One Fold, One Shepherd
Hastening the Lord’s Musical Vision through the Book of Mormon
Rosalind Hall (School of Music, Choral Conducting and Ensembles Division)
My project proposal was to compose and perform a sacred work for choir, soloists, piano, and select instruments in the Classical music style using text concerning the coming of Christ to the Nephites in the Book of Mormon and written in English, Spanish, and German. I am happy to report that in the course of the last year, I have performed premiere performances of the work (One Fold, One Shepherd) in English and German.
Approximately 300 hours were spent in the composition of One Fold, One Shepherd, with an additional 75 hours for rehearsing with the musicians. During the writing process, there were three general guidelines on which I felt I should base my work.
1. The work needed to be written in a Classical style. In examining the major religious musical works of history as well as recent large-scale works by LDS composers, it became apparent that a well-crafted yet accessible work needed to be written with traditional tonality and exquisite melody. Forays into atonality or the pop style would be inappropriate given the nature of the text and the story. I ultimately decided on a style that my mentor Rosalind Hall termed “high musical theatre” and which closely resembles that of Rob Gardner’s choral work The Lamb of God.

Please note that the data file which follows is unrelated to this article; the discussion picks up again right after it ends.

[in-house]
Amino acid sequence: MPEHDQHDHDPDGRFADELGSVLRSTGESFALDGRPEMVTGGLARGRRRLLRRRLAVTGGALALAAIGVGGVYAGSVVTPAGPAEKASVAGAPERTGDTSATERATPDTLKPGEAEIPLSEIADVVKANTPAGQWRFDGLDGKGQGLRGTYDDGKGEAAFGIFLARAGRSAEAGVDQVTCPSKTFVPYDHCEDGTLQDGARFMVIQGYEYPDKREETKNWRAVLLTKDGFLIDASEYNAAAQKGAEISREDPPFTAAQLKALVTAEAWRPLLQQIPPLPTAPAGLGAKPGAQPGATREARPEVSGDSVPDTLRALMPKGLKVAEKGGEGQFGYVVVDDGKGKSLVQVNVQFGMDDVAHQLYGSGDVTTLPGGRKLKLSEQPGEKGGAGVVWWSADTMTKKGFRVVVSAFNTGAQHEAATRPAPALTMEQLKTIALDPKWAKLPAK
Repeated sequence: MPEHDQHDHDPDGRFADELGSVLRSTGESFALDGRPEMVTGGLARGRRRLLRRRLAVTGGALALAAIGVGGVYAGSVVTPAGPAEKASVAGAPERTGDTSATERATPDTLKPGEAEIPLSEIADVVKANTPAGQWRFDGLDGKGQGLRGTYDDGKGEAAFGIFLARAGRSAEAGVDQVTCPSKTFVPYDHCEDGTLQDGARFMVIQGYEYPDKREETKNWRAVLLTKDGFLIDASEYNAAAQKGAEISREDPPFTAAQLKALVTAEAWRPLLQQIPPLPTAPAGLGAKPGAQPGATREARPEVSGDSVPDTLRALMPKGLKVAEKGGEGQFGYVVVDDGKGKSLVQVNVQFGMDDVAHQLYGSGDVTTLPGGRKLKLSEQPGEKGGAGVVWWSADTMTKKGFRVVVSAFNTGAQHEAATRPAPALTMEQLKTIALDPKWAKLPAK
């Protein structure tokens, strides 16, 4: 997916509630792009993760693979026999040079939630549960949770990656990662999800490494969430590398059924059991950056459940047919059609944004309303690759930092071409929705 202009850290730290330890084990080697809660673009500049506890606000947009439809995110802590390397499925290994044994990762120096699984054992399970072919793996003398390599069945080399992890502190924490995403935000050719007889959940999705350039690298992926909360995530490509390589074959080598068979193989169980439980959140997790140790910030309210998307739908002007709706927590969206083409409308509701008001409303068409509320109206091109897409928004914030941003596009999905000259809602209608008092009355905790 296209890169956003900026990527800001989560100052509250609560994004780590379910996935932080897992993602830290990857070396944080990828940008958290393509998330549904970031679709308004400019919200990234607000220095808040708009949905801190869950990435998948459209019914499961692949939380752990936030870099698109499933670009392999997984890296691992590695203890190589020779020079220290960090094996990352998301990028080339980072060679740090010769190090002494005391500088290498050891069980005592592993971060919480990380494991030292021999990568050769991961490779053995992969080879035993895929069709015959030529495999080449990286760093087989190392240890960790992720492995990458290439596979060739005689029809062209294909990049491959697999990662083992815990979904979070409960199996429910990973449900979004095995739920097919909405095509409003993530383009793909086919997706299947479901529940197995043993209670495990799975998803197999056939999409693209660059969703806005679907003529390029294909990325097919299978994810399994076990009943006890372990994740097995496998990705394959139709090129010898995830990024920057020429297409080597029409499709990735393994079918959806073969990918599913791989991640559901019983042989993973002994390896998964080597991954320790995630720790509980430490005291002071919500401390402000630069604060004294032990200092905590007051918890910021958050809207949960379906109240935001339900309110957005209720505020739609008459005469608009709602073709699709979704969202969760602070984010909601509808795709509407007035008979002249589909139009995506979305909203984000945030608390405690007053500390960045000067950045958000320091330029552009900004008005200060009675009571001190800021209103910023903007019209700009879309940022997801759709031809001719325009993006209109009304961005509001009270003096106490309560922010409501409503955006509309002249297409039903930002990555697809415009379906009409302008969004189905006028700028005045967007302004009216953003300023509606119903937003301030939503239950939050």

2. The work needed to have a story. I felt that the work could not sever the doctrinal messages of the text from the storyline of the Book of Mormon itself. Otherwise, the work might be considered “preachy” and intended just for Latter-day Saints. I wanted listeners to see the gospel messages as real lessons learned by real people in real situations. In selecting the libretto for the work, I chose scenes of 3 Nephi that for me were genuine and inspiring.
3. The work needed to be written by inspiration and not simply skill. Unlike previous compositions, I made the writing of One Fold, One Shepherd a matter of prayer, fasting, and study. As I did so, I felt guided in the writing of the work. An incredible aid was temple attendance. On three separate occasions, I was worshipping in the temple when a distinct musical idea popped into my mind to use in the work.
The original premiere of the work was in its German version, Eine Herde und ein Hirte. I had already been planning to travel to Vienna, Austria, as part of a Brigham Young University Music Study Abroad. I contacted the head of the Study Abroad program and received permission for the 19 Study Abroad students to perform the work. I later received permission from church leaders in Europe to perform the work as a fireside for the Vienna Austria Stake.
After completing the 12-song work in German in April 2016, I flew to Vienna and began regular rehearsals with the Study Abroad group. A slight hurdle I had to overcome was ensuring that the German translation of the text was accurate and grammatically correct as I had no prior German background. Thanks to the help of Brother Peter Cunia of the Vienna 2nd Ward, I was able to amend many errors in the German lyrics. The work premiered on Sunday, May 29, 2016, with around 150 members and friends attending. The photo in this document is of the performers in Vienna on the night of the performance.